Construction disputes often result from misunderstandings between the parties involved over the interpretation of the design and construction contracts.
But, many disputes can be avoided by paying early attention to those contracts. A surprisingly small change in language can create a significant change in result.
“Form design and construction contracts have appropriate uses, but wholesale reliance on them can lead to expensive and time-consuming disputes,” says Stan Dobrowski, an attorney with Calfee, Halter & Griswold LLP. “They may even create additional liability and risk. It is usually far cheaper to create or revise contracts to comply with the law at the outset of a project than to suffer a nasty surprise later by relying upon void or ineffective contract provisions.”
Smart Business spoke with Dobrowski about construction contracts and how to avoid the pitfalls that come with them.
Why do contract misunderstandings occur?
Unfortunately, it is almost a point of honor for many construction participants to ignore their contracts. If there ever was an era when this made good business sense, it is over. Those who do this are leaving money on the table, spending too much, or taking on unnecessary liabilities. In many cases, they are betting their businesses. Projects are more complex, solutions are more expensive and time-consuming, and disputes are more common than ever before. While good management can reduce or even eliminate problems, contracts provide the tools to manage projects and the frameworks for establishing and maintaining relationships.
Why is understanding contracts so vital?
Failure to understand and follow the provisions of a contract can breed perceptions about competence and create mistrust. Thus, relations between parties, who should be working toward a common goal, deteriorate. Parties to a contract lose the opportunity to cure and mitigate problems informally, which is often the most profitable approach.
To mitigate dangers, people often resort to using familiar contract forms. Since they ‘know’ what the forms say, they believe they can sign the forms without careful review.
What dangers can come from relying on a contract form?
First, the ‘familiar’ documents may have been amended for the project, often by supplementary or special conditions but also by specifications, bid documents or documents incorporated by reference. Second, the forms may look or sound familiar but may actually be a different set of documents. Third, the ‘familiar’ documents may actually be ‘new and improved’ versions, which include significant changes. Finally, the contracts for design professionals, such as architects and engineers, must be coordinated with the contracts of any construction managers, general contractors or trade contractors. Failure to do so will lead to overpayment, duplication or gaps in services.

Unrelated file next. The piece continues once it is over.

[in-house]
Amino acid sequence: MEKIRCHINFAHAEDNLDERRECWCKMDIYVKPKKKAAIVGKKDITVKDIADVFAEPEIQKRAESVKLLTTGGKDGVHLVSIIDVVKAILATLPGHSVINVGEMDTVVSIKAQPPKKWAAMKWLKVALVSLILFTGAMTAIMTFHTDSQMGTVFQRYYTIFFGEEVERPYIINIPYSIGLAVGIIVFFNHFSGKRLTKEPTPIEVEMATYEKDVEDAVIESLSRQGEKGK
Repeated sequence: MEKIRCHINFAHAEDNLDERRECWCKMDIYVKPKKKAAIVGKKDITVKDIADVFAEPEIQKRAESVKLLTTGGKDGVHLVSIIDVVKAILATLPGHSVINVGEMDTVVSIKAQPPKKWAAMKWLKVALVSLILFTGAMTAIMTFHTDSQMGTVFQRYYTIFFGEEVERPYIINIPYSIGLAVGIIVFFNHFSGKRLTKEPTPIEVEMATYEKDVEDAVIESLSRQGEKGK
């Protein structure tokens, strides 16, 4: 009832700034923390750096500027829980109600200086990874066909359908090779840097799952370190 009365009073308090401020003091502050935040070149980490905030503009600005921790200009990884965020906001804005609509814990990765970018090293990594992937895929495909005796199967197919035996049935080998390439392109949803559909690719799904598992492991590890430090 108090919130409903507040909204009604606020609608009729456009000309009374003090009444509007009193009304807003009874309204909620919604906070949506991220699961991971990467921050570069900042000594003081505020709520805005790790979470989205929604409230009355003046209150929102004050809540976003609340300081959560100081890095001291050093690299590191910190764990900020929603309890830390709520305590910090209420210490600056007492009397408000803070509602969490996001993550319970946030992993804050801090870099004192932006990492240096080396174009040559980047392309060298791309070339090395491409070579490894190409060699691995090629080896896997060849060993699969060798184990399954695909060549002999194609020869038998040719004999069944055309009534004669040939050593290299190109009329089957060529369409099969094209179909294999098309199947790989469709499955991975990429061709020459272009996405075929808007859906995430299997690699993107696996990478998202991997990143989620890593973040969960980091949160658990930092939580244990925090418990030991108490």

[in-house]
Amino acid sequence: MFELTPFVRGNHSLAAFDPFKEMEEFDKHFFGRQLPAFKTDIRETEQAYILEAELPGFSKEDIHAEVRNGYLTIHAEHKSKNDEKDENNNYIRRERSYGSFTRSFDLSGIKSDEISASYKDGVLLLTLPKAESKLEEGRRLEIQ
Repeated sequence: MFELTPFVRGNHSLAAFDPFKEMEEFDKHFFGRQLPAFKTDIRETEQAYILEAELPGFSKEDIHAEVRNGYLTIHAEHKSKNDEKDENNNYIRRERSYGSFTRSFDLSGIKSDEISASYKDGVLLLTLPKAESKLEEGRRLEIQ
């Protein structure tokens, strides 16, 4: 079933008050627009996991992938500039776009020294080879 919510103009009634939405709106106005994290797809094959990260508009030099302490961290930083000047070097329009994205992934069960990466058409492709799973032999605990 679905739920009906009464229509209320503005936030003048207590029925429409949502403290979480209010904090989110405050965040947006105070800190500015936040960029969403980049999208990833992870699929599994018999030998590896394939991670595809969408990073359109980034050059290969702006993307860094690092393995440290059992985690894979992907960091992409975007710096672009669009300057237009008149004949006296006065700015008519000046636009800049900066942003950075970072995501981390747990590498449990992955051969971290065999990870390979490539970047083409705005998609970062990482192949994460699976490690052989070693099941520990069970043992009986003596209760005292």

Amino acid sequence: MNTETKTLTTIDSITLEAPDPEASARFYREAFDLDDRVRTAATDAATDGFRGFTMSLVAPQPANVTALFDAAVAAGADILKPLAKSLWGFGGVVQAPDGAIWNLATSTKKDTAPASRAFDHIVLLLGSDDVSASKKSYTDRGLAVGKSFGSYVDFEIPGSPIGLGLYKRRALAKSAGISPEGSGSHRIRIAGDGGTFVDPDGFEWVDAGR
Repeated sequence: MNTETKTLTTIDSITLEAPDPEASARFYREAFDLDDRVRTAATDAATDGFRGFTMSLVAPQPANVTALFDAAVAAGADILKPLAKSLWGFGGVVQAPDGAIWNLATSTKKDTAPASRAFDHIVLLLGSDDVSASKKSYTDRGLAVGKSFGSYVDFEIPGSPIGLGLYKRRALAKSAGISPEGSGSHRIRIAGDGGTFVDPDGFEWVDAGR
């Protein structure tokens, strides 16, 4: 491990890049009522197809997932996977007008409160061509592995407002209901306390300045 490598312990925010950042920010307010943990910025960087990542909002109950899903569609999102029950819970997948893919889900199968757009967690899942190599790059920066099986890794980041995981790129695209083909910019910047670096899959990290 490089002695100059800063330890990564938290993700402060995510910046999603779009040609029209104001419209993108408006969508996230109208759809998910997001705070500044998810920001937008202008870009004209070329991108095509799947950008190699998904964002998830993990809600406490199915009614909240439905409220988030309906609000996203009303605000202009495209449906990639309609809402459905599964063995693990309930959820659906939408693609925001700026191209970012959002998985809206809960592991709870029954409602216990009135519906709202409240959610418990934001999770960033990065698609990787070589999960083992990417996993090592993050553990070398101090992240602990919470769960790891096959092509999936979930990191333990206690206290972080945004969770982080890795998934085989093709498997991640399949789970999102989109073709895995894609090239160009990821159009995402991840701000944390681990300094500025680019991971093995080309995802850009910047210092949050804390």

What provisions don’t conform to Ohio law?
Among the most common provisions in standard design and construction contracts that do not conform to Ohio law are indemnification clauses. Indemnification claims involving personal injury or death and damage to tangible property are limited to those caused by the negligence of the person giving the indemnification. Ohio courts have suggested that this permits indemnification only when negligence is the sole cause of the injury, death or damage. As a result, a clause that provides for indemnification for partial negligence may be void.
Another common provision is a clause that prohibits a contractor from obtaining monetary damages if the project is delayed. Such ‘no damage for delay’ clauses have been enforceable, but, since 1998, Ohio law has prohibited the enforcement of them when the cause of the delay is a proximate result of the owner’s failure to act.
Also, many form contracts permit a choice of the law that will apply and a choice of where litigation will occur. Companies routinely require that their states’ laws apply and that litigation take place in their states. But, Ohio law voids the application of any state’s laws but Ohio’s and requires litigation and dispute resolution to occur in Ohio for any design or construction contract related to a project in Ohio.
What else needs to be considered?
Form subcontracts often provide that payment is not due until invoices have been approved and paid by a person higher in the chain of contract, usually the project owner. One way to assure that payment will be made is to file a mechanics lien. But, Ohio’s mechanics lien laws can be traps for the unwary. Typically, form contracts provide little, if any, guidance for the proper means to address them. The statutes contain different provisions for public and private projects. Failure to follow the proper procedures can create liability or eliminate otherwise proper liens. In addition, in an era of public-private partnerships and economic development financing involving public money, it can be difficult and costly to determine which procedures should apply. Including those procedures, or at least references to them, in the contract can protect against costly mistakes.
Also, subcontracts on public projects must comply with Ohio’s prompt payment act or risk liability for 18 percent interest, attorney fees and court costs. And, most public construction contracts must include the payment of ‘prevailing wages’ and limits on amounts retained from payments.
STAN DOBROWSKI is an attorney with Calfee, Halter & Griswold LLP. Reach him at (614) 621-7003 or SDobrowski@Calfee.com.